The Petrified Forest appears in an aspect ratio of 1.33:1 on this Blu-ray Disc. This was a consistently satisfying presentation.
Sharpness worked well. Only a smidgen of softness materialized, and when it did so, it seemed to reflect the original photography. The majority of the film showed solid delineation and accuracy. I noticed virtually no issues with jagged edges or shimmering, and edge enhancement was absent. With a nice layer of grain, I witnessed no indications of intrusive noise reduction.
Blacks looked tight and deep, and contrast seemed solid. The movie exhibited a nicely silver sheen that depicted the black and white photography well. Print flaws were a non-factor, as the movie suffered from nary a speck, mark or other defect. This was a strong representation of the source material.
In addition, The Petrified Forest presented a more-than-adequate DTS-HD MA monaural soundtrack. Nothing about the audio excelled, but it seemed solid for its age. Speech demonstrated pretty positive clarity and appeared surprisingly natural. Some lines were slightly edgy, but the dialogue didn’t seem as thin and shrill as I expected. Effects were acceptably clean and accurate; they didn’t demonstrate much range, but they lacked distortion and were fairly concise.
Music seemed similarly restricted but sounded fine for its age. The songs were reasonably full and replicated the source material acceptably. Hiss appeared through the movie, but it lacked other source flaws like pops or clicks. Ultimately, Forest provided a fine track for a flick from 1936.
How did the Blu-ray compare to the original 2005 DVD? Audio was similar; the lossless mix here might’ve been a little clearer but not much. However, the visuals showed a notable upgrade, as the Blu-ray cleaned up various print flaws and seemed better defined and smoother. This was a solid step up in quality.
We get the DVD’s extras here and we begin with an audio commentary from Bogart biographer Eric Lax. He presents a running, screen-specific chat heavy on details about the various participants during its first half.
Occasionally we learn a bit about the production of Forest itself, but notes about the cast and crew dominate. At times these come across as annotated filmographies, but some parts dig into the folks more deeply. Given Lax’s background, that’s especially true for Bogart, as the biographer tells us more about that actor compared to the others.
Matters change during the track’s second half. During that span, Lax gets into a synopsis of the evolution of Warner Bros. and many specifics of how Forest came to the screen. He balances out a mix of issues well and makes this a uniformly enjoyable and informative commentary.
A creative and fun addition to the set, Warner Night at the Movies attempts to replicate the cinematic experience circa 1936. As explained via a three-minute and 14-second introduction from Leonard Maltin, this feature includes a trailer for Bullets or Ballots - a flick from the same era as Forest - plus a period newsreel, a cartoon called Coo Coo Nut Grove and a live-action musical short entitled Rhythmitis.
These are the kinds of pieces that might have preceded a theatrical showing of Forest, so if you activate this feature, you get an attempt to duplicate a night at the cinema. I like this program and think it’s quite clever. Use the “Play All” option to run each of these features and then automatically launch into Forest.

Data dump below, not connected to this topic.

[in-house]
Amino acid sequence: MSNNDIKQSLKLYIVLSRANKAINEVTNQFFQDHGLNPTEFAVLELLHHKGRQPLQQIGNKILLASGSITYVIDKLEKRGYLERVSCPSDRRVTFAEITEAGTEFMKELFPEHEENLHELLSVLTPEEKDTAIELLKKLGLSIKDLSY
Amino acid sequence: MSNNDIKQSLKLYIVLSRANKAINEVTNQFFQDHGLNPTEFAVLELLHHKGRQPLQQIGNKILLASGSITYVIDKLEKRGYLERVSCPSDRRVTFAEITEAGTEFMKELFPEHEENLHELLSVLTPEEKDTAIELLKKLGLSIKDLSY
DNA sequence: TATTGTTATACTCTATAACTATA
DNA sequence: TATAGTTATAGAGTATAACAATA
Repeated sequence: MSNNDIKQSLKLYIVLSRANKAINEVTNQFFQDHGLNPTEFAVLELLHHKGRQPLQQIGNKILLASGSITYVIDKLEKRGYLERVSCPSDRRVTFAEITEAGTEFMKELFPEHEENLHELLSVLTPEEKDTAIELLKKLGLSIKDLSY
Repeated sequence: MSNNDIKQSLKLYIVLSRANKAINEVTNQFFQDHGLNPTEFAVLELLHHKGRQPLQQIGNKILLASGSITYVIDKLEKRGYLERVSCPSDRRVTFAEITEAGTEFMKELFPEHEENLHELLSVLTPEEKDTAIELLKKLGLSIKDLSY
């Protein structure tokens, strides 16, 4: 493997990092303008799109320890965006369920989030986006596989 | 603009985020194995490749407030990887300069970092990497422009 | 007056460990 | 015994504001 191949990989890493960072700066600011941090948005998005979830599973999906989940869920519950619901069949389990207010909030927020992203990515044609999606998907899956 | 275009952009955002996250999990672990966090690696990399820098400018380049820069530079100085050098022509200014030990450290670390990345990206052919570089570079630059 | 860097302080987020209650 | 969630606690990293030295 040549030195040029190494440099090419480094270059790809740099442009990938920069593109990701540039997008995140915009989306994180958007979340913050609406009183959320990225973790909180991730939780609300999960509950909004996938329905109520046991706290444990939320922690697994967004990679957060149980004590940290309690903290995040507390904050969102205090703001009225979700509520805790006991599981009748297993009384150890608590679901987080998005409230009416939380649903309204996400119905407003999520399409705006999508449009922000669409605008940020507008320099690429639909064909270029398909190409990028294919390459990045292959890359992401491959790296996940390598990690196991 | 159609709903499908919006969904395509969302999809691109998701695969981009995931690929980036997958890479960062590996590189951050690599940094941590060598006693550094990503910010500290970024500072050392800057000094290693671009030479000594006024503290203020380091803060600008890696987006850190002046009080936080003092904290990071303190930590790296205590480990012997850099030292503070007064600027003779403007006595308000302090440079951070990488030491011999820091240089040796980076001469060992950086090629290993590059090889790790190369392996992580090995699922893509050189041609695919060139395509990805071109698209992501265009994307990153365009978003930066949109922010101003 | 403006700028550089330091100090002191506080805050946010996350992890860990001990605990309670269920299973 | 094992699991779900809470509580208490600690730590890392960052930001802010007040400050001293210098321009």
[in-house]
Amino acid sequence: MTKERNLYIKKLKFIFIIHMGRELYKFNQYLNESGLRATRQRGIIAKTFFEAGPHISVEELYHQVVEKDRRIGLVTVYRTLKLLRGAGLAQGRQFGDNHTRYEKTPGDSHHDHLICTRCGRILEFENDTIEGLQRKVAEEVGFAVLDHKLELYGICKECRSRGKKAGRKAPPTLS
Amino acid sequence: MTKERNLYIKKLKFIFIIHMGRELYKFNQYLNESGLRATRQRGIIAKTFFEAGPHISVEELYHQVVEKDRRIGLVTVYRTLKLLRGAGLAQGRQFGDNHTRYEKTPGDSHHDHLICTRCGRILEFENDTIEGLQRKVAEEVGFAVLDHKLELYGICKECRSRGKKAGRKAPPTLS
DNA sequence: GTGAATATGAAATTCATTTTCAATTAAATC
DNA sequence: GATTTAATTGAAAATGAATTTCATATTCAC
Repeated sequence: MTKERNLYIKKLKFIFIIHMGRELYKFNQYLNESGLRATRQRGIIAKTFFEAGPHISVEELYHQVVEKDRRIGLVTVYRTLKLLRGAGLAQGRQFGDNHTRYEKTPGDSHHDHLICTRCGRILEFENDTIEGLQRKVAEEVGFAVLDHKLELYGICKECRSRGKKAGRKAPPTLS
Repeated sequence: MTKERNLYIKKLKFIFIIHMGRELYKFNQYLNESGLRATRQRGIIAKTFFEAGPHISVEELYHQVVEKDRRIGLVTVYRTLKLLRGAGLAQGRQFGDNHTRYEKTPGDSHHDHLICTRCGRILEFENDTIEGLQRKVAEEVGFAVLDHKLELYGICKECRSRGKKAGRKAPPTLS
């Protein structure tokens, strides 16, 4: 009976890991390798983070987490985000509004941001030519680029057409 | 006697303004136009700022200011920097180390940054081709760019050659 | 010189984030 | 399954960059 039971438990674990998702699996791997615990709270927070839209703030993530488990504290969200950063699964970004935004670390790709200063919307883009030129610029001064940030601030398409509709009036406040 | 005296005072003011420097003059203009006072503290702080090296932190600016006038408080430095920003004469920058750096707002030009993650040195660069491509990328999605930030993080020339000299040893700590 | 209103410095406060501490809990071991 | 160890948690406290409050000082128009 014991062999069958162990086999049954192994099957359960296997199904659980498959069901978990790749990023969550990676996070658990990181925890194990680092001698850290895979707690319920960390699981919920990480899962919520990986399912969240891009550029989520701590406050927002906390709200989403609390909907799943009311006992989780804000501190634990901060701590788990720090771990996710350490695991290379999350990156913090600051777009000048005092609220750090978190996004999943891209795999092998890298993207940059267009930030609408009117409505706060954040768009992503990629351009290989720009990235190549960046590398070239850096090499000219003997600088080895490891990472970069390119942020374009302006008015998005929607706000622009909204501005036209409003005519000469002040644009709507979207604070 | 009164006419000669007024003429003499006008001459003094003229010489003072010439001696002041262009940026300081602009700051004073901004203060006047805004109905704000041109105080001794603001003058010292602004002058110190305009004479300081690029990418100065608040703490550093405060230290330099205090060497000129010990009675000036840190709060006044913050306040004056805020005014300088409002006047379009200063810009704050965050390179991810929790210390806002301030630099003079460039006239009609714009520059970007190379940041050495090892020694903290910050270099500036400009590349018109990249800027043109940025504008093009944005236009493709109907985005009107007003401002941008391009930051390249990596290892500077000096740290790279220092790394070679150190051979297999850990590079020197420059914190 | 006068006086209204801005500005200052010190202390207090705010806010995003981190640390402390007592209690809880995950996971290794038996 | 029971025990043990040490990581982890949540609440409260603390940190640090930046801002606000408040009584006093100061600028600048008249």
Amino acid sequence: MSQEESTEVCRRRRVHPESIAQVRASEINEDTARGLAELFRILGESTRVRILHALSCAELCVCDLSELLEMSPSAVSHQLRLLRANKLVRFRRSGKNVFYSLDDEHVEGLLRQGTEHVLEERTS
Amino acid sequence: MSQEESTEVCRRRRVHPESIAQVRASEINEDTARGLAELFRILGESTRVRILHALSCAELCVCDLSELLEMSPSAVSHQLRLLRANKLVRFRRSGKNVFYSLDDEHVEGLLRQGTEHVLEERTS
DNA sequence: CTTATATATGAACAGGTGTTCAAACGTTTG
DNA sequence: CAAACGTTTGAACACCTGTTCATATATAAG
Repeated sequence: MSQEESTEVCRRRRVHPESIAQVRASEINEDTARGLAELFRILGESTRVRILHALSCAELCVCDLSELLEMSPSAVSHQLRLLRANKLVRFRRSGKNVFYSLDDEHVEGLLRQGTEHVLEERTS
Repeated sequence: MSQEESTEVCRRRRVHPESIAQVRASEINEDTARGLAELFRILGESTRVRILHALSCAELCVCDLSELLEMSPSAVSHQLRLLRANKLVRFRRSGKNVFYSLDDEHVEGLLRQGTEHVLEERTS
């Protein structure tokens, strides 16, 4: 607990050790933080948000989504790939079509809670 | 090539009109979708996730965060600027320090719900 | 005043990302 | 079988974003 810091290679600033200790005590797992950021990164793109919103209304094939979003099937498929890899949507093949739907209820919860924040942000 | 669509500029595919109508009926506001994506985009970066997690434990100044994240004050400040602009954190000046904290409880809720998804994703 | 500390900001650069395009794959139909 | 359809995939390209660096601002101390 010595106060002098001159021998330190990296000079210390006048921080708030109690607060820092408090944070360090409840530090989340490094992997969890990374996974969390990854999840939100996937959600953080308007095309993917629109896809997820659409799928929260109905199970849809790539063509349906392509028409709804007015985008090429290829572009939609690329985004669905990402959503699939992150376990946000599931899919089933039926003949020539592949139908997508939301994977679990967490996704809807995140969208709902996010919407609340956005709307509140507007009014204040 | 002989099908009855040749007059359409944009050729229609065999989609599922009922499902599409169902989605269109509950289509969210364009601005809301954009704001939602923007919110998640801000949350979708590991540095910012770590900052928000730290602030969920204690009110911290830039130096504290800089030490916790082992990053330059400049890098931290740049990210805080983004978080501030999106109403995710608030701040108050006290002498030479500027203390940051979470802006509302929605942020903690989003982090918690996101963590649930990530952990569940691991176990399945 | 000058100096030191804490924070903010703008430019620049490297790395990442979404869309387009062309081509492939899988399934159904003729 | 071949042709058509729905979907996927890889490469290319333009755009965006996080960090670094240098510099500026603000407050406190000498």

In addition to the film’s trailer, the disc includes a modern featurette called The Petrified Forest: Menace in the Desert. This 15-minute and 50-second piece melds movie snippets, archival materials, and interviews. We get remarks from Lax, filmmaker/film historian Alain Silver, author Mark A. Vieira, author/film professor Robert Sklar, author/film critic Andrew Sarris, and film professor Dr. Drew Casper.
The participants discuss Bogart’s need for a success on the screen and his work in Forest, the film’s use of the western myth and the gangster genre, the early signs of film noir and the movie’s staging, and its ending and legacy. Some information repeats from the commentary, but because it mostly stays with an interpretation of the performances and themes, that doesn’t happen too often. Instead, it digs beneath the surface of the production with good insight. This allows it to compliment the commentary and create a good examination of the flick.
Finally, the extras end with a January 7, 1940 Gulf Screen Theater Radio Broadcast. This 28-minute and 58-second program features a performance of Forest that uses actors Tyrone Power as Alan, Joan Bennett as Gabrielle, and Bogart as Mantee. This presents a very abbreviated version of the tale; it loses a number of characters and moves at a ridiculously fast pace. Still, it’s an interesting historical curiosity. Make sure to stick around to the end; the program concludes with a weird quiz show that involves the actors.
While its stars would all go on to greater glory in later endeavors, The Petrified Forest provides a satisfying flick. It meshes the romantic and gangster genres to create a lively and involving character drama. The Blu-ray presents terrific picture quality along with more than acceptable audio and a nice roster of supplements. I like the film and think the Blu-ray reproduces it about as well as I could imagine.
Note that The Petrified Forest can be purchased on its own or as part of a four-film “Ultimate Gangsters Collection”. That package also includes Little Caesar, The Public Enemy and White Heat. With a list price of $50, the “Collection” costs $30 less than the roughly $80 MSRP of the four individual Blu-rays and comes with additional bonuses.
To rate this film visit the original review of THE PETRIFIED FOREST